I visited Córdoba because I had no idea what I would find there. Places like this are my favorite (cp Bucharest, Belgrade, Ljulbljana). I spend four days over a weekend here in Argentina’s second largest city after Buenos Aires, exploring and conceptualizing. I found something a little different from other destinations I’ve so far cataloged across Europe and Asia. As in Buenos Aires the spaces, blocks and buildings are broad instead of tall (ancho, no alto) but less so pronounced in Cordoba than in BA. Since the largest universities in Argentina are in Córdoba, you see a lot of young people when walking through town. This gives it an energetic, diverse personality. On a stroll through a park I witnessed a rock climbing class, runners, BMX mountain bikers, Crossfitters and even a guy doing some pretty advanced static jumps with his mountain bike. Crazy! So much for my previous inclination that Argentinians have a predisposition to be lazy. Just as in Buenos Aires, Córdoba has great night life, restaurants and venues on par with any cool neighborhood in the United States. Also as in Palermo it is easy to forget you are not in the United States at times. Especially with being able to speak Spanish, the […]
Read More
South American summer has been a welcome change from 4 months in Asia. Ubiquitous beef has been an appreciated perk and during the month of February I’ve managed to average over one steak a day. My favorite cut is the bief de chorizo aka sirloin. An under appreciated cut in my opinion overshadowed by the more celebrated tenderloin, filet mignon or ribeye. Cheaper, with more fat and flavor (even if less tender) — a cheaper to boot. What’s not to love? Along with the beef I did my best to savor Malbec at every opportunity and did a 4 day trip to Mendoza to find it at its most authentic, local origin (and also McDonald’s). I spent most of the month of February living in Palermo, Buenos Aires, a posh neighborhood with restaurants, cafes and gringo tourists. There is a lot of graffiti and ‘street art’ and it’s not always entirely clear which is which. I started learning Spanish for the first time in my life. Five friends and I were together in a class with our sexy Argentinian teacher, Mariela, with classes twice a week. Surprisingly I love learning Spanish and hope to continue my learning during the next four months here in […]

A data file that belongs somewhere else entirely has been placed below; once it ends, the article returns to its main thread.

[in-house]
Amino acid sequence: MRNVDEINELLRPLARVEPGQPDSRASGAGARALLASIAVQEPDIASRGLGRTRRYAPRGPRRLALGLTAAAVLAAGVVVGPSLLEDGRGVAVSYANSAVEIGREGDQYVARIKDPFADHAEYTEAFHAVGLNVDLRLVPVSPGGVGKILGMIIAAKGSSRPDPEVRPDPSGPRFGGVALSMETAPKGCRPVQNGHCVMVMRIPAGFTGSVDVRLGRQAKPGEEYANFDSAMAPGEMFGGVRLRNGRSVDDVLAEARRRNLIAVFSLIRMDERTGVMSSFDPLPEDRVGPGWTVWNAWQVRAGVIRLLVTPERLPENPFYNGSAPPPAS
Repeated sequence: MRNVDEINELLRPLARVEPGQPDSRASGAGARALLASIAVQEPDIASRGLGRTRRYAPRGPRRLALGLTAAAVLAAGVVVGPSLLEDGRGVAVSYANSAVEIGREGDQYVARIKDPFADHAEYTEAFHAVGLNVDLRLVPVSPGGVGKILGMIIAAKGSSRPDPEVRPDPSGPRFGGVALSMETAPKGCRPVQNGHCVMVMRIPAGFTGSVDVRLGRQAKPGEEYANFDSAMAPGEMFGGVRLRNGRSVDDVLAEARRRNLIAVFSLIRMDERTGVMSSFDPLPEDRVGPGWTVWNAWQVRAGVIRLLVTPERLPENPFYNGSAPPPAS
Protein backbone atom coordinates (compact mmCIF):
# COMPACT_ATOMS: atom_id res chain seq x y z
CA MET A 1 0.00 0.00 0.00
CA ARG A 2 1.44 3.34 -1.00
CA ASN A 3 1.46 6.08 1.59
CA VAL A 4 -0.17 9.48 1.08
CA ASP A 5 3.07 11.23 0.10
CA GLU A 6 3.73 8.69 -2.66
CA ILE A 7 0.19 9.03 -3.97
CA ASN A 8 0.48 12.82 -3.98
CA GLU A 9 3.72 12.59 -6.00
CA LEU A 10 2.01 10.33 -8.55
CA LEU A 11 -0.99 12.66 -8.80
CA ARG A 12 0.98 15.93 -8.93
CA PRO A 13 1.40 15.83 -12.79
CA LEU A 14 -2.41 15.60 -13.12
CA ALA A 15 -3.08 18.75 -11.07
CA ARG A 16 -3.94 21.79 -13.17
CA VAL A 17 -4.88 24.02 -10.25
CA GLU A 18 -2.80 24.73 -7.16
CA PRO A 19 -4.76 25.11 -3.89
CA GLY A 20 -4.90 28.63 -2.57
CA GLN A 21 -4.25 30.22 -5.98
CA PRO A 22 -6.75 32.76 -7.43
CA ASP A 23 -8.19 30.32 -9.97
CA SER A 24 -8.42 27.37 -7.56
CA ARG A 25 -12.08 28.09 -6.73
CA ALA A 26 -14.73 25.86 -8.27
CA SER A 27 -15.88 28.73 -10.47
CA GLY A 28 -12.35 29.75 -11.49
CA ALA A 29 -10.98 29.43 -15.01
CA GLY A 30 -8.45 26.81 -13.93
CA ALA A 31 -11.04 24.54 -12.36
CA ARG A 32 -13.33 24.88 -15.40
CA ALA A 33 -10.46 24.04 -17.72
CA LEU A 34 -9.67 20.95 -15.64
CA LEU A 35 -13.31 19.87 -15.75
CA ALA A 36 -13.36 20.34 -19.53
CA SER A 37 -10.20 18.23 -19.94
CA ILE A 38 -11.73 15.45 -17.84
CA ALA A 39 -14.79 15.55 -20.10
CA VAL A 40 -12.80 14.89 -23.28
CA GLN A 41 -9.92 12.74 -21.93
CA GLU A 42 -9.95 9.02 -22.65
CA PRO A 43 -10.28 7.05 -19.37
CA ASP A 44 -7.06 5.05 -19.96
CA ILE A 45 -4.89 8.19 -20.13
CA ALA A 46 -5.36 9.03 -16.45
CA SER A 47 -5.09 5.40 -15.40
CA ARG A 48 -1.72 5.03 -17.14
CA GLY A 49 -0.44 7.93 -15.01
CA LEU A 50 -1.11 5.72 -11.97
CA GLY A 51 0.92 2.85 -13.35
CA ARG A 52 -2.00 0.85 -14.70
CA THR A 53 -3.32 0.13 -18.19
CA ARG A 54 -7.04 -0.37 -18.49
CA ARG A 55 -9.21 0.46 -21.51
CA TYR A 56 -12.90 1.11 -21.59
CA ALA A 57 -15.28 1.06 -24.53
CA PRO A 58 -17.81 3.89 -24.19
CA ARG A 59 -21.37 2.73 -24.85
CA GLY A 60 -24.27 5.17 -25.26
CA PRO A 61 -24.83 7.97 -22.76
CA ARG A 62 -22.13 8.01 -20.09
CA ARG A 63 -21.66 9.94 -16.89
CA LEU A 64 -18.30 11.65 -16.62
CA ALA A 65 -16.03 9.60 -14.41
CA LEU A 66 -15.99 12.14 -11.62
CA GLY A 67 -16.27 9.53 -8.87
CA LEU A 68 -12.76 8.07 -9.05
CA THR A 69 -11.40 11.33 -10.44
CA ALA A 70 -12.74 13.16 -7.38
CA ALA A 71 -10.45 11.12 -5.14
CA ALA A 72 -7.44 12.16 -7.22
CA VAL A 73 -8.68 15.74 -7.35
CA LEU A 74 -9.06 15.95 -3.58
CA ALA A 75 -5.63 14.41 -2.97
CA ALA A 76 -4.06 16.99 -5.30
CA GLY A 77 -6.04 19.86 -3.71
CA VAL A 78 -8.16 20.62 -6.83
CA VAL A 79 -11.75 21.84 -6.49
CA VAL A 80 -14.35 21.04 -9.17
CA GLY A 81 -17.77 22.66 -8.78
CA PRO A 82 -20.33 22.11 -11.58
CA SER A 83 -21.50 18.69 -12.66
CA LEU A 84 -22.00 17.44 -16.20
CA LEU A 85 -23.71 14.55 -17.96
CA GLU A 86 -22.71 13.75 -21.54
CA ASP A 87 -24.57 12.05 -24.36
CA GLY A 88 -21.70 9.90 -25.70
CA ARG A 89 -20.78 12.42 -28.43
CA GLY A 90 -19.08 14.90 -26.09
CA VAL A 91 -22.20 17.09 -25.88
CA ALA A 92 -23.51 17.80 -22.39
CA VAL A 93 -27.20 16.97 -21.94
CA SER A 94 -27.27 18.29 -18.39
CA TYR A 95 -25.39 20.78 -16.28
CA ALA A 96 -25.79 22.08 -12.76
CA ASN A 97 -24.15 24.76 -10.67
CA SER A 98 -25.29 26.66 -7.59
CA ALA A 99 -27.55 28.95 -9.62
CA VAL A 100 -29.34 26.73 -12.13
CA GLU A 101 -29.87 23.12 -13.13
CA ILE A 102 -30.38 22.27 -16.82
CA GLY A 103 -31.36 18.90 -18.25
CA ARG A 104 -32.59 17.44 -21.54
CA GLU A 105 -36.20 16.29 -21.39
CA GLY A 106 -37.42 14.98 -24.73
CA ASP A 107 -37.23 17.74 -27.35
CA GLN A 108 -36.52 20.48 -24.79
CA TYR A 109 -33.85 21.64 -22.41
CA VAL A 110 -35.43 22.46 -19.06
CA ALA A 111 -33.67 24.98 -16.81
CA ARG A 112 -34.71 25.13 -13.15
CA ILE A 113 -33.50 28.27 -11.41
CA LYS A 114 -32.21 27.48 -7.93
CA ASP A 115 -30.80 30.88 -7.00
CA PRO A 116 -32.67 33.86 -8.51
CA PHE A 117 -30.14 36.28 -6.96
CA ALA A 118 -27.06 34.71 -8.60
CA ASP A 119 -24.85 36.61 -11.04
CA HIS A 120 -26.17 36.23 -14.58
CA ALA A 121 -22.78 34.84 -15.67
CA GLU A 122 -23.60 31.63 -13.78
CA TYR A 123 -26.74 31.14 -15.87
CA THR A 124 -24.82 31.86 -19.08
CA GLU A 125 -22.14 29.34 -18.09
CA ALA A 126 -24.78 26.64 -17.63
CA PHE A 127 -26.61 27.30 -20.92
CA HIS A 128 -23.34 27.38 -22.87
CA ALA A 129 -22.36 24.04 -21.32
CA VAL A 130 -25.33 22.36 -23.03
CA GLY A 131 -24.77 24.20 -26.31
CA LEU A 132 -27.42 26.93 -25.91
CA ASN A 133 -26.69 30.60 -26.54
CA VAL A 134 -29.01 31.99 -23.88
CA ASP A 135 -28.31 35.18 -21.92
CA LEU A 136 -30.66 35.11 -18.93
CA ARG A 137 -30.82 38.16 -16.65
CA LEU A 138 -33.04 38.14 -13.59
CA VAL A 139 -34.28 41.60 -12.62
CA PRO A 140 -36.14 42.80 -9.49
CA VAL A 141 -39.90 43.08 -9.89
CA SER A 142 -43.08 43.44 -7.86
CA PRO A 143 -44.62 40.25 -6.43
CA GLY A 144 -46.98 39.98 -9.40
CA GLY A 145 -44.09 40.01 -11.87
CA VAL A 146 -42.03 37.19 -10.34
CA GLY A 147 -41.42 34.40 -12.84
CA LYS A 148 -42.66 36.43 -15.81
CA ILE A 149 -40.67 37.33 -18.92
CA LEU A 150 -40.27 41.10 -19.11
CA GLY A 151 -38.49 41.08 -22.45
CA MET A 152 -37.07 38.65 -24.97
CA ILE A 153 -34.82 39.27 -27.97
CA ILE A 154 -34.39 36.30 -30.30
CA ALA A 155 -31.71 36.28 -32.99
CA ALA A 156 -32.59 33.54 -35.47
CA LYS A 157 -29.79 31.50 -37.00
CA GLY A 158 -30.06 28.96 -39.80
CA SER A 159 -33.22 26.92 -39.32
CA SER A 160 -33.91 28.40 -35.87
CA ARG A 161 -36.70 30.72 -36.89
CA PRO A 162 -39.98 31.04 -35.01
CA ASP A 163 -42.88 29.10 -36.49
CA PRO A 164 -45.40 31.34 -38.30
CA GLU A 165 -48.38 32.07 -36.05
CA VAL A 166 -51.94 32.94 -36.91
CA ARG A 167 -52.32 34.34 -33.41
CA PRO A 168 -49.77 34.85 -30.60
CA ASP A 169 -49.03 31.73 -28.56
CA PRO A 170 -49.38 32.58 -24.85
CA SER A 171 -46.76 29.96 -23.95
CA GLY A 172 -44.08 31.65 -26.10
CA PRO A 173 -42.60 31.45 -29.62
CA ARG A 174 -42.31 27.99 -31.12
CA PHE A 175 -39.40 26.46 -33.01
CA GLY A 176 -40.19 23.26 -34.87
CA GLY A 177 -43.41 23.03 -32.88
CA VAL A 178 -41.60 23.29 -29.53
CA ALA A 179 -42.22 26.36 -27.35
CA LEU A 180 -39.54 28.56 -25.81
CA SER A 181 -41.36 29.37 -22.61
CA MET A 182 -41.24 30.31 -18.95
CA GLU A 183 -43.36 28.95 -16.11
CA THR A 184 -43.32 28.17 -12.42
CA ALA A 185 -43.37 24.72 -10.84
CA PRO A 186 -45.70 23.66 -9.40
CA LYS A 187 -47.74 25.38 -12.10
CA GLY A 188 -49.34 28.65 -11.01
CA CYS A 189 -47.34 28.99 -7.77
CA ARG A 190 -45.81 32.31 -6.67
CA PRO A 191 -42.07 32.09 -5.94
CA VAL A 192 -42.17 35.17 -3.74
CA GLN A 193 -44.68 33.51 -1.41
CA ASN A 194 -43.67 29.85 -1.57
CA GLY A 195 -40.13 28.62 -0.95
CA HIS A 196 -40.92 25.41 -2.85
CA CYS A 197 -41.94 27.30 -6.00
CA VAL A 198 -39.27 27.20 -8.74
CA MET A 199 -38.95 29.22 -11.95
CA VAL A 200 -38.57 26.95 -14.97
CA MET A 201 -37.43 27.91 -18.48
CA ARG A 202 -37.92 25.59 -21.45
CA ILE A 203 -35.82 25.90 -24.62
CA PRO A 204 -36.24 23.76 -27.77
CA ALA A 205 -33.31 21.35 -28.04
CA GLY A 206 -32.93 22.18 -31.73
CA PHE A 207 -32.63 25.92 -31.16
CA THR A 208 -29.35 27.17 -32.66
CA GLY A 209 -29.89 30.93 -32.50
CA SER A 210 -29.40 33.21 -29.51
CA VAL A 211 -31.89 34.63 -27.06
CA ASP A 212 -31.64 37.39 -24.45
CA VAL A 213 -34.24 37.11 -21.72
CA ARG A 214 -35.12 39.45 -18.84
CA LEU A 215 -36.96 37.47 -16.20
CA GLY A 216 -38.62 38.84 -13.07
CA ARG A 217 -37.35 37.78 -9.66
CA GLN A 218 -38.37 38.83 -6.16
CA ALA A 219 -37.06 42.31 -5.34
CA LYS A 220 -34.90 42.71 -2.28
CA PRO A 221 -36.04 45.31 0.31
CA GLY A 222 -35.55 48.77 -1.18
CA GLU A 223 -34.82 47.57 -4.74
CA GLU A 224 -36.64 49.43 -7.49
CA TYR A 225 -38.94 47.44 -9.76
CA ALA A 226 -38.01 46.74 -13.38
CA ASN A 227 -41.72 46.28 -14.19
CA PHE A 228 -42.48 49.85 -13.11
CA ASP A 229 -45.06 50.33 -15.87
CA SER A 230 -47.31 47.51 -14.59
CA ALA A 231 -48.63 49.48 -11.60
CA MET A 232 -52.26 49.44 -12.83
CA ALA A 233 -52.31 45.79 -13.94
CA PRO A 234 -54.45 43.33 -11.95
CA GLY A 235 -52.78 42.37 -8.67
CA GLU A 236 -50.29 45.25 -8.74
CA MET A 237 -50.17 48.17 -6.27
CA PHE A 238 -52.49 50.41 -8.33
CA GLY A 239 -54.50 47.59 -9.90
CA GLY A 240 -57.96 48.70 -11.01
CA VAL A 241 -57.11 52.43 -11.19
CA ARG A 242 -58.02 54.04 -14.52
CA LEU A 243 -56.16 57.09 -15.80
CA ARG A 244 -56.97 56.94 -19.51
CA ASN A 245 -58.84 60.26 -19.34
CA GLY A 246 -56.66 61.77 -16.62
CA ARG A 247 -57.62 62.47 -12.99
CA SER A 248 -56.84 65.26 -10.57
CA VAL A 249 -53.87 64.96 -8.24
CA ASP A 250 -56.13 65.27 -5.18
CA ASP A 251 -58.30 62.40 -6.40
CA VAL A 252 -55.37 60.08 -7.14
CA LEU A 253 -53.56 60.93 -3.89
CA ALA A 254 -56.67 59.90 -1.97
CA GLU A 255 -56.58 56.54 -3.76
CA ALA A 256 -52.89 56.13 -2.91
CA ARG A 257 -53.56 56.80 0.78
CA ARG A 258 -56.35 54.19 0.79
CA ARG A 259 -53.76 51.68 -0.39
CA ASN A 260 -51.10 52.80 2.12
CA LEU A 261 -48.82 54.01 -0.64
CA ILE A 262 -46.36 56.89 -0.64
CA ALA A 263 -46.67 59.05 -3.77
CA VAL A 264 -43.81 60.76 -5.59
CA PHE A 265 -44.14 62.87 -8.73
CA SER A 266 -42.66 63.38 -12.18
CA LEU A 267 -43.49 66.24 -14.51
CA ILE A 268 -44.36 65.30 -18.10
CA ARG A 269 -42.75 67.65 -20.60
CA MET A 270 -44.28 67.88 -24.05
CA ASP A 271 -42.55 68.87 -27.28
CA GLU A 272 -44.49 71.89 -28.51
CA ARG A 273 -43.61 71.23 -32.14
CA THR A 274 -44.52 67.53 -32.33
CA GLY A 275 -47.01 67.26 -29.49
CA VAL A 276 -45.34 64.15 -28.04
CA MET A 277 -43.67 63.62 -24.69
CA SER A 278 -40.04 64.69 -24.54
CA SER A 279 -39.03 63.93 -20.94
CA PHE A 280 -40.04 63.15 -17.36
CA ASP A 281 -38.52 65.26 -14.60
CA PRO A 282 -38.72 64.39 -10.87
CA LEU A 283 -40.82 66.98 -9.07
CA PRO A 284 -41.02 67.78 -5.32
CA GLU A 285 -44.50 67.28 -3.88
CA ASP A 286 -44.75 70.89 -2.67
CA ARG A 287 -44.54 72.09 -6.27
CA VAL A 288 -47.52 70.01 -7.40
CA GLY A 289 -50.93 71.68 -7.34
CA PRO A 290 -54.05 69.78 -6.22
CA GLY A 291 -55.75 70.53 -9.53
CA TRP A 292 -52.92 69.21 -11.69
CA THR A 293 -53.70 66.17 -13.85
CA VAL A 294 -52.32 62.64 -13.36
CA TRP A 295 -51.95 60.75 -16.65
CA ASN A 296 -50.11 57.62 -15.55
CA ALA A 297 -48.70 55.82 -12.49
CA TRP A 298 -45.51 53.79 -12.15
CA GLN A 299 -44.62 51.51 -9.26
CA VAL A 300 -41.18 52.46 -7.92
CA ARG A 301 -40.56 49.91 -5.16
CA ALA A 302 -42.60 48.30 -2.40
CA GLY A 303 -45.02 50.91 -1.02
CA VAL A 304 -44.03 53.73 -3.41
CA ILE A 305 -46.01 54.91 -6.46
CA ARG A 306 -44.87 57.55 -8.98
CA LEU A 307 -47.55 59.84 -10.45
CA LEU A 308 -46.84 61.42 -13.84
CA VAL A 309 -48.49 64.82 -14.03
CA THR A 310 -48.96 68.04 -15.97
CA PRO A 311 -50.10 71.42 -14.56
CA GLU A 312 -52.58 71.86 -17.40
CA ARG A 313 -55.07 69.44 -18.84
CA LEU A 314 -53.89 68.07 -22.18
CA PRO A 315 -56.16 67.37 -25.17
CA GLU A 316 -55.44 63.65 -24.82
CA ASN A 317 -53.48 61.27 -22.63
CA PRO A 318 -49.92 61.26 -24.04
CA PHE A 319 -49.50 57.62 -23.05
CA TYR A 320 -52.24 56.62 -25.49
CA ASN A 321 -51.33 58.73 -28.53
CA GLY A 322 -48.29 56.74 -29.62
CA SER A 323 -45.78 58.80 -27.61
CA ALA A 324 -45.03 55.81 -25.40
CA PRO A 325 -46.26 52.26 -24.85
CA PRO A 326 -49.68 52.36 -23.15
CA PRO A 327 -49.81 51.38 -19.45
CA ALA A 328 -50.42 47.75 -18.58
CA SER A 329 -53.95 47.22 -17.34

Read More
The transition from Asia to South America afforded a new personal record for flight time – 40 hours of travel time spanning 4 flights : Tokyo->Hong Kong, Hong Kong -> New York, New York->Sao Paulo, Sao Paulo->Rio; it would have been a little shorter but my flight from New York to Rio was cancelled. Surprisingly it wasn’t so bad – the white noise of an airplane cabin is perfect for working (until your laptop battery expires). I had never been to Brazil before and in order to visit I had to venture to the Brazilian consulate in Nagoya, Japan, pay $220 and fill out some paper work. The visa is good for the next 10 years so I am excited to make further use of it. One thing I learned in my short trip to Rio is just how immense Brazil is (200 million people and a land area comparable to the United States); many varied ethnicities and regional cultures as well as geographies. My short 5 days in Rio served as an aperitif to the rest of Brazil. I stayed in Ipanema, between Leblon and Copacabana for most of my time. The last night I moved to an AirBnb in […]
Read More

Kyoto, Japan

by Reid Peryam· January 31, 2016· in Asia, Travel· 0 comments
Japan was the destination I have been most excited for over the past year. I’ve never been and from this American’s perspective everything about it seemed modern, unique and interesting. Kyoto contradicted my expectations. This city is hundreds of years older than the United States of America and based more on tradition more than the glitzy, crazy and humorous depictions publicized by western media. In fact I’ll go so far as to say things here in Kyoto are sort of Vanilla but I’ll stipulate that vanilla is one of my favorite flavors. The culture here is subdued, passive and extremely introverted. The city itself is far from the hyper-modern society I had (unfairly) expected (in ironic contrast to Seoul) — and really hangs its hat on the impressive array of historic monuments, temples, gardens and sites surrounding it. They are certainly wonderful to behold. I have never been to a place whose architecture is so strikingly, naturally beautiful, distinct and also unique within its style. This is a place where OCD can be at peace — the historical styles are classic and beautifully aesthetic. It is easily the most photogenic of destinations I have ever visited. I can stand or sit and simply stare at […]
Read More

Tokyo, Japan

by Reid Peryam· January 31, 2016· in Asia, Travel· 0 comments
In stark contrast to traditional Kyoto is modern, bustling Tokyo which embodies all of the western stereotypes of modern Japanese culture. Pachinko parlors, slot machines, video games, omnipresent karaoke, Godzilla — all here. When my friend Kevin and I ventured to Tokyo for five days though our favorite thing ended up being a small jazz bar called JBS (Jazz, Blues, Soul) operated by an older gentleman named Mr. Kobyashi. He serves top shelf Japanese whiskey for $4 dollars (comparable to a 16- 18 year old stateside). It only holds 10 people — most of the space is made to accommodate a very impressive vinyl record collection (10,000+) of jazz, blues and soul. We asked Mr. Kobyashi if there is an album he doesn’t own. He says “Two Headed Freap” by Ronnie Foster. We spend the subsequent day attempting to locate it in used vinyl stores in different neighborhoods around Tokyo to no avail. When I return to Tokyo next I will be bringing a copy of Two Headed Freap for Mr. Kobyashi.